Megan Okumura had never competed in a pageant before.
So, before she headed to Idaho in June to compete in the Miss Teen of Utah 2016
pageant, she had some homework to do. She fired up her DVD player and took some notes from Sandra Bullock in “Miss Congeniality” to prepare, and that was that.
When she completed the three-day contest and received the crown, her parents were so shocked they didn’t even have their camera ready to capture the big moment on film. Okumura didn’t mind — she was surprised too.
“When I won the crown, it was one of the most shocking things ever,” the Hillcrest junior said of her achievement. “I was so overjoyed, it was amazing.”
Okumura went on to represent Utah in the Miss Teen of America competition where she was fourth runner-up. With her state crown she received a $1,000 cash scholarship and funding for Hillcrest to participate in a Special Olympics inclusion event. But Okumura, who also won the talent portion of the competition, says she won much more than money.
“When I won the crown, it was a big self-esteem booster for me because I was struggling with my self-esteem before that,” Okumura says. “I thought, maybe if I go to this pageant it will help boost my self-esteem, and it did just that. That was the biggest thing I got out of winning — just that self-esteem and confidence.”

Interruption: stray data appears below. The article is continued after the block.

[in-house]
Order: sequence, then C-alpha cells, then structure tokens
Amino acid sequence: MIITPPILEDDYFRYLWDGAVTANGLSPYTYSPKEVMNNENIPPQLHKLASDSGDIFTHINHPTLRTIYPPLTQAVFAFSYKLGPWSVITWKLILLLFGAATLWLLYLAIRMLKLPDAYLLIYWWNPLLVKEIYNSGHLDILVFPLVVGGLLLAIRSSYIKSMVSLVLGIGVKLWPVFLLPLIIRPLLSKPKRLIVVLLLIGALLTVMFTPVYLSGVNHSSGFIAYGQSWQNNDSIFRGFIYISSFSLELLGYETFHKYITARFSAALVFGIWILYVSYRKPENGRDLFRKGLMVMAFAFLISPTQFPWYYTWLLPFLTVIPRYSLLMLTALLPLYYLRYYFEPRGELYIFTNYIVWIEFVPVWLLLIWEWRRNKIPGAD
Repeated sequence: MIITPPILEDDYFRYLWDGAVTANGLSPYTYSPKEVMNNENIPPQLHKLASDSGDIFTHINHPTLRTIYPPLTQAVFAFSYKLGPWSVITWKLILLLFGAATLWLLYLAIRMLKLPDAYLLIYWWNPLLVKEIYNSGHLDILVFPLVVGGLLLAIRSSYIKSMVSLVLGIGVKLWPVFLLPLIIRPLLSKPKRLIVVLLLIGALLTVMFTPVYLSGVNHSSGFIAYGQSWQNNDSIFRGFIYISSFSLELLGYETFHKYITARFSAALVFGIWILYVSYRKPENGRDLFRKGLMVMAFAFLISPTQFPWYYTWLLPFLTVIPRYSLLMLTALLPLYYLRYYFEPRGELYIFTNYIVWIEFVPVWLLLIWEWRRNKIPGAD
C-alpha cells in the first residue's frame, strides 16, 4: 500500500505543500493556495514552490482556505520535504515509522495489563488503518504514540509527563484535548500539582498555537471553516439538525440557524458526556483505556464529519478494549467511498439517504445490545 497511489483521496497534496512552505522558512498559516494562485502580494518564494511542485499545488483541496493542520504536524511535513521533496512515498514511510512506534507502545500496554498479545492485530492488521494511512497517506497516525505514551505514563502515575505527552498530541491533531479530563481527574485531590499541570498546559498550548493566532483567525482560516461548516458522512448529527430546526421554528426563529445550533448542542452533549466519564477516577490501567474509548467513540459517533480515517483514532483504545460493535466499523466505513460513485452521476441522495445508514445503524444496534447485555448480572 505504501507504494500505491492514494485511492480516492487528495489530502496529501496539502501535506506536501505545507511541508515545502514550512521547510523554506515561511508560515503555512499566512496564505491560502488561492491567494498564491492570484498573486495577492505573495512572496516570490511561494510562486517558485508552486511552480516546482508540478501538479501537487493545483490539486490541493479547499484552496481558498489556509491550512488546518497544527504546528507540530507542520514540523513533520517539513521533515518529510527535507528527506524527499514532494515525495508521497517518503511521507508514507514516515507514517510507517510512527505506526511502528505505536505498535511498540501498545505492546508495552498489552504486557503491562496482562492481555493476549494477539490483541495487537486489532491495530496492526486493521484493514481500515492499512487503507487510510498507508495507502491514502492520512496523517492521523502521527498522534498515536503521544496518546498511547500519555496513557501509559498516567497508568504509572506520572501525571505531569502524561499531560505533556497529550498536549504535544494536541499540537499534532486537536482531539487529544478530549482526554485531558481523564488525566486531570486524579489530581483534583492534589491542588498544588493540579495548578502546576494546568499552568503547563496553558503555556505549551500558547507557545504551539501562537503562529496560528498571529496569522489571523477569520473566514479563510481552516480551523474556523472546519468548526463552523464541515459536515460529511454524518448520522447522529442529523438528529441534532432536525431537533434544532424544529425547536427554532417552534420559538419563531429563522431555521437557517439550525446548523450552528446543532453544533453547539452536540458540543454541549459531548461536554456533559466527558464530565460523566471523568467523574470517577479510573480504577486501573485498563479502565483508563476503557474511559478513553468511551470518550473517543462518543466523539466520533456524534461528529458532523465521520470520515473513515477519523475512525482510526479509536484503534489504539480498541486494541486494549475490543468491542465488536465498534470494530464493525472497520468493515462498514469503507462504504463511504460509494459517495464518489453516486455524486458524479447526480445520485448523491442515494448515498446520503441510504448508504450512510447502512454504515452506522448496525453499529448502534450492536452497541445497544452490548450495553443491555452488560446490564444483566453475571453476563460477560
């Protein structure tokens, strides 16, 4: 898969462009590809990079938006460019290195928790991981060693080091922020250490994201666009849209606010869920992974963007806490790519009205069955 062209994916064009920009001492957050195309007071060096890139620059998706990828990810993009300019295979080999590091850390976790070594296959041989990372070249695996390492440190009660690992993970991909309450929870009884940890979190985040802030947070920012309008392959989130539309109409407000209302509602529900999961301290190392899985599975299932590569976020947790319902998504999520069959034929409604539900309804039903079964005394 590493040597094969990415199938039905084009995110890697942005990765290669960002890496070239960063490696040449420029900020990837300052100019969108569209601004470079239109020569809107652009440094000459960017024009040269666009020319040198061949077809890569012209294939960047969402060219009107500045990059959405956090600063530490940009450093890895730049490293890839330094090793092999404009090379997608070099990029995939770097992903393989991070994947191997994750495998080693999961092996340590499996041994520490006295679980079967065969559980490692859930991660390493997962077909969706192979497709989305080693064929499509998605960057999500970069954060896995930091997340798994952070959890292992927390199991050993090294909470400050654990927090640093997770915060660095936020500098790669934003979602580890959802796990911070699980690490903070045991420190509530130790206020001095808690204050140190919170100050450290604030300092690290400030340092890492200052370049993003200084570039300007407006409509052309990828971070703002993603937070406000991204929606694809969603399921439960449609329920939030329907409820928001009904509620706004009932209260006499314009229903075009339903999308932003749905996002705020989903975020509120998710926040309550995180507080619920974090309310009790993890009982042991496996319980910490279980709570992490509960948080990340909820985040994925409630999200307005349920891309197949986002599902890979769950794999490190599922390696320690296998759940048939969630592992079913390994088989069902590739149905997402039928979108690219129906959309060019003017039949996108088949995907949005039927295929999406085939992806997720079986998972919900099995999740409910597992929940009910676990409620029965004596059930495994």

Okumura’s parents watched their daughter head toward the Miss Teen of Utah competition with awe. They knew that their daughter — president of the American Sign Language club at Hillcrest, member of the Sandy Youth City Council, hard worker, and dreamer of someday being a special education teacher — was special.
“We knew she had accomplishments, her teachers knew she was doing great things, but she didn’t believe it,” says her mother Sharon Okumura, a now-retired career educator and former principal of CSD’s Canyon View Elementary.
This pageant isn’t Okumura’s first accomplishment. In 8th
grade, she served as a student body officer for her school, in 6th
grade she won an award for Women in Engineering at the regional science fair (her submission for a public safety announcement against domestic violence was recently chosen by Sandy City), and somewhere in there she wrote a children’s book.
Okumura, author and illustrator, named the book “The Bare Beauty.” It tells the story of a tree that was mocked for not having enough leaves. Sharon Okumura says the story mirrored her daughter’s thoughts and feelings as she came to realize that she had her own talents and gifts that made her beautiful.
“That’s what I see her learning from all of this,” she said. “She doesn’t have to compare herself to everybody else.
As Okumura prepared to head to the national competition in Minnesota in November, she didn’t need to watch any more movies to get ready. She was ready to win, or lose — either way she knows she’s already a champion. And if she ever forgets, her crown is there to remind her.
“I just keep it in my room,” Okumura said of her tiara. “It’s a trophy to me. It makes me really proud of my hard work.”